Monday, October 19, 2009

Lady Spy

So for no apparent reason, I started a new story. And since I have no other thing to blog about, here's a snippet...

David strolled down the block, the dog leash held loosely in his fist while Max the Mutt drifted from side to side, pausing to sniff every few feet. David had no idea what Max smelled, but he was content with the slow pace as it offered him plenty of time to case the quiet street. Due to Max’s insatiable curiosity, David was lounging under a huge oak tree near the corner when the ladies suddenly descended on Myrtle Whitmore’s house.

Myrtle was the last of the three possibilities in the file F had given him. So it was a distinct shock when he recognized two of the visitors as the other women he’d already checked out. Coincidence stretched a long way in David’s world, but he immediately rejected any notion that this meeting fit in that category.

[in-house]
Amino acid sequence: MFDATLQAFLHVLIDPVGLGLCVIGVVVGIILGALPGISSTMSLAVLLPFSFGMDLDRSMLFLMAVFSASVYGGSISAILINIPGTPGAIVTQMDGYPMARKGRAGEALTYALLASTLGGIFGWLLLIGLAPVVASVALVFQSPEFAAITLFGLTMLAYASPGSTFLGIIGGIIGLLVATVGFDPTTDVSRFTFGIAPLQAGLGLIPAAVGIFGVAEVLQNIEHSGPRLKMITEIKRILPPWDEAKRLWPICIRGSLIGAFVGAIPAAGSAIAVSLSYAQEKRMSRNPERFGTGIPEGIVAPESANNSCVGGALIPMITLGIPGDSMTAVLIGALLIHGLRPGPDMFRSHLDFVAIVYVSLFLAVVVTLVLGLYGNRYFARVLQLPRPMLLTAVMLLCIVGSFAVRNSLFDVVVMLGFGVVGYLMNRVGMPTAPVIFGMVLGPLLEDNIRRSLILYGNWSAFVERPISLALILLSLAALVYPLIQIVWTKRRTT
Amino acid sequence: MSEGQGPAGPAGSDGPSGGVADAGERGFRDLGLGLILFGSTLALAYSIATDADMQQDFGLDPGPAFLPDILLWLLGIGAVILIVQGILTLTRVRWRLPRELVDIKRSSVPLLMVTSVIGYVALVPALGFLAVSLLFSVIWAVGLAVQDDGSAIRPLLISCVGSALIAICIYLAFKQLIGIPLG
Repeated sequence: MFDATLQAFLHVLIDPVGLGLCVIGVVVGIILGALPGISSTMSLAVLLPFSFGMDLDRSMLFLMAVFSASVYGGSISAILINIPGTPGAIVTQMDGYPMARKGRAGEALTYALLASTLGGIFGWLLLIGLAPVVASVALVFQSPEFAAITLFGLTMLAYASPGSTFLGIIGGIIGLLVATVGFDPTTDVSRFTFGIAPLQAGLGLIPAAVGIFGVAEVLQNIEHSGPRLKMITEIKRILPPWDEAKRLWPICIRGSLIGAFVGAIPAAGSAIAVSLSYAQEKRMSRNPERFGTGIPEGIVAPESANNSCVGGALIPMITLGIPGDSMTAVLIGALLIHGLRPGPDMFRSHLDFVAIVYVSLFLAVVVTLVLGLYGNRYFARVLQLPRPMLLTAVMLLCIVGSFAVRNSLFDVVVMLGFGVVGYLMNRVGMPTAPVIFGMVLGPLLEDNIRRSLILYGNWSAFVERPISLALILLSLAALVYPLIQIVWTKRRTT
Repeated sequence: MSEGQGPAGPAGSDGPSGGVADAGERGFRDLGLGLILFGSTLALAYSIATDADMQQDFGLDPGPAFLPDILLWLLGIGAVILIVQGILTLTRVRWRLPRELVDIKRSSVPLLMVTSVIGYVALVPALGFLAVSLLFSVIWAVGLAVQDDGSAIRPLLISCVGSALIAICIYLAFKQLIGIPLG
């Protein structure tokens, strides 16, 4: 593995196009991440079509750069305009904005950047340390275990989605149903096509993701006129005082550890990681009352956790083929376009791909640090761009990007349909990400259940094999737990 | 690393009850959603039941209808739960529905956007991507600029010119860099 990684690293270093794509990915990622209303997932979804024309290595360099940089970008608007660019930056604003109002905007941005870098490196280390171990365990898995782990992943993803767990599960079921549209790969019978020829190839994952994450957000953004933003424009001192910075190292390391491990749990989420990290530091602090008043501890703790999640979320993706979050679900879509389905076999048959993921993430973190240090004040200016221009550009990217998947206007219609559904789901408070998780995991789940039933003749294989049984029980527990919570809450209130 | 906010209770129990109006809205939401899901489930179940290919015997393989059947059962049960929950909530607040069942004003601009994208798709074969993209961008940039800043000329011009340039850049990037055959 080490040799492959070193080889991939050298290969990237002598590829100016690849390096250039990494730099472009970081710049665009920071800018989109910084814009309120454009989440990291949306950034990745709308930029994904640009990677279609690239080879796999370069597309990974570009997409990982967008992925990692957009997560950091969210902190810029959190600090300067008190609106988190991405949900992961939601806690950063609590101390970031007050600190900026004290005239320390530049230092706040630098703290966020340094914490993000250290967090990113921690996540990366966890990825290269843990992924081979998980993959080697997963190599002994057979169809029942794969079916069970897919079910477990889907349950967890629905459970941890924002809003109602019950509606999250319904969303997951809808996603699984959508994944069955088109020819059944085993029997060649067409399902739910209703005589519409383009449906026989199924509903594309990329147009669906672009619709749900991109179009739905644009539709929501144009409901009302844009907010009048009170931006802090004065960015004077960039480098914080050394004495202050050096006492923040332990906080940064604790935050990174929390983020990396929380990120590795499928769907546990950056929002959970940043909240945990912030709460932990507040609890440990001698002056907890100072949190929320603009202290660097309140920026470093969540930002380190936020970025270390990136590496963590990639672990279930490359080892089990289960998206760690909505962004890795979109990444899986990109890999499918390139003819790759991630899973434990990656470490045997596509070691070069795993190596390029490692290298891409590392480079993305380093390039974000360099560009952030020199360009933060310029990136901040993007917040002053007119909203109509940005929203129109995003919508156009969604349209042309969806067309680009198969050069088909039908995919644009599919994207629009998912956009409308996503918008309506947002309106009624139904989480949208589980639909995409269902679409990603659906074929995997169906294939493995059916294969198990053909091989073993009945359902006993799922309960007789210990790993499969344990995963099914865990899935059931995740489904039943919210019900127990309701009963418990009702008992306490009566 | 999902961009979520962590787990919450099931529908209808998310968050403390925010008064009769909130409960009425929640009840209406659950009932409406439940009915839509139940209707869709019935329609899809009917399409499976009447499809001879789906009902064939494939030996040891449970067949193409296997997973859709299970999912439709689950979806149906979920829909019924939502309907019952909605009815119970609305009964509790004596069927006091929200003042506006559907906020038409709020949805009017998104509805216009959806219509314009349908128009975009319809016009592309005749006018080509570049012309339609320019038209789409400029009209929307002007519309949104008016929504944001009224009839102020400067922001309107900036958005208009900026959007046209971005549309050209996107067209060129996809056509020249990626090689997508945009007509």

Though he’d tentatively eliminated Katherine Milson, based mostly on her apparent age, Iris Brooks was still a possibility. The thick glasses could be a disguise. Actually, he hated to admit that none of the women really rang his chimes. He leaned against the thick tree trunk as he reconsidered the information in the file. Each of the women had heavy strikes against her.

The thought crept out of his consciousness that F might be smoking weed or mixing up his meds. David just couldn’t envision any of the women as a superspy. But he did wonder what drew this group together. A librarian, an executive secretary, and a schoolteacher. What did they have in common?

He scratched his chin thoughtfully as he considered ways and means. He needed to find out what tied them together. Tugging on the leash, he headed around the corner.